Oil futures rebounded Thursday afternoon after The Wall Street Journal reported OPEC members might be ready to cooperate on a cut, citing comments UAE Energy Minister Suhail bin Mohammed al-Mazrouei gave to Sky News Arabia.
U.S. West Texas Intermediate (WTI) last traded at $27.20 a barrel. Earlier in the day, it settled down $1.24, or 4.5 percent, at $26.21 a barrel, after breaking a psychologically key level of $26.19, the lowest since May 8, 2003, when it hit $26.
Brent crude futures were up 17 cents at $31.01 per barrel, having traded between $30.01 and $31.14.
Suhail bin Mohammed al-Mazrouei also said low prices were already forcing non-OPEC members to cap production, but that cuts would require total cooperation from everyone, according to Sky News Arabia's reporting. U.S. stocks bounced sharply after the report.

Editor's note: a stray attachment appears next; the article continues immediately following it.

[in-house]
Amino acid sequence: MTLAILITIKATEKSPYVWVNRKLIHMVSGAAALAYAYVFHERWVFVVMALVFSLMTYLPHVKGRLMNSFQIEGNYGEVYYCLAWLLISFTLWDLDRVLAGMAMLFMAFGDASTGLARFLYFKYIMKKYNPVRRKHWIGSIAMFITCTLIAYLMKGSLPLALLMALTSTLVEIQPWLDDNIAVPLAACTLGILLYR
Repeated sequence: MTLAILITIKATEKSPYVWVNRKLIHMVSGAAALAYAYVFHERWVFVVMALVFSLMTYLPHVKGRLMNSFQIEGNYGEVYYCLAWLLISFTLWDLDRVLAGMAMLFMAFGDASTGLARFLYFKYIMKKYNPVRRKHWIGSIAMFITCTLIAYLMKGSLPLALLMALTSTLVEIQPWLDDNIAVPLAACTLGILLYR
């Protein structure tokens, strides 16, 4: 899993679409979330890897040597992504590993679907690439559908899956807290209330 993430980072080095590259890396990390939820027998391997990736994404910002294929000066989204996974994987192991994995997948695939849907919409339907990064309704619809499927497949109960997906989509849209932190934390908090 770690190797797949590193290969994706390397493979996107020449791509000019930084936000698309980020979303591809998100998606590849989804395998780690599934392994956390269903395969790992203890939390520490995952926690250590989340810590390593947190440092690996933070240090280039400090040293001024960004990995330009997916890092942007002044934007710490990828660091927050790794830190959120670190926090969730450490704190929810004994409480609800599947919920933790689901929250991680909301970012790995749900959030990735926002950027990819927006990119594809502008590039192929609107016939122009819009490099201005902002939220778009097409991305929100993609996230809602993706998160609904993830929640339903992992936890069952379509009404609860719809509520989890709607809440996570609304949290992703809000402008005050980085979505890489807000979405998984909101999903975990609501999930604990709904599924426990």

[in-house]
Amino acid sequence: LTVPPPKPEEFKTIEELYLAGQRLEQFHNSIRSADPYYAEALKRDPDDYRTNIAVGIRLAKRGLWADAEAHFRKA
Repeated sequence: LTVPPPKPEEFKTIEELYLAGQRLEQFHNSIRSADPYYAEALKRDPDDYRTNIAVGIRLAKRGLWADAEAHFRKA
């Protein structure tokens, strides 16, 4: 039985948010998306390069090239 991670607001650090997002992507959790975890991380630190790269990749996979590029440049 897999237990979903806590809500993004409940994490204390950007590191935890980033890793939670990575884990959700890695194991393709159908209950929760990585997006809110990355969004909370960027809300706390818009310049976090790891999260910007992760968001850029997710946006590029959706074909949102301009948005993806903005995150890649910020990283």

Prior to the report, U.S. oil prices had fallen for a sixth straight day on Thursday, hitting the lowest since May 2003, weighed by brimming crude inventories and a Goldman Sachs forecast that prices would remain low and volatile until the second half of the year.
Market intelligence firm Genscape reported the Cushing, Oklahoma delivery hub for U.S, crude futures saw a build of almost 425,000 barrels in the week to Feb. 9.
Crude inventories in Cushing hit all-time highs just shy of 65 million barrels during the week ended Feb. 5, government data showed on Wednesday.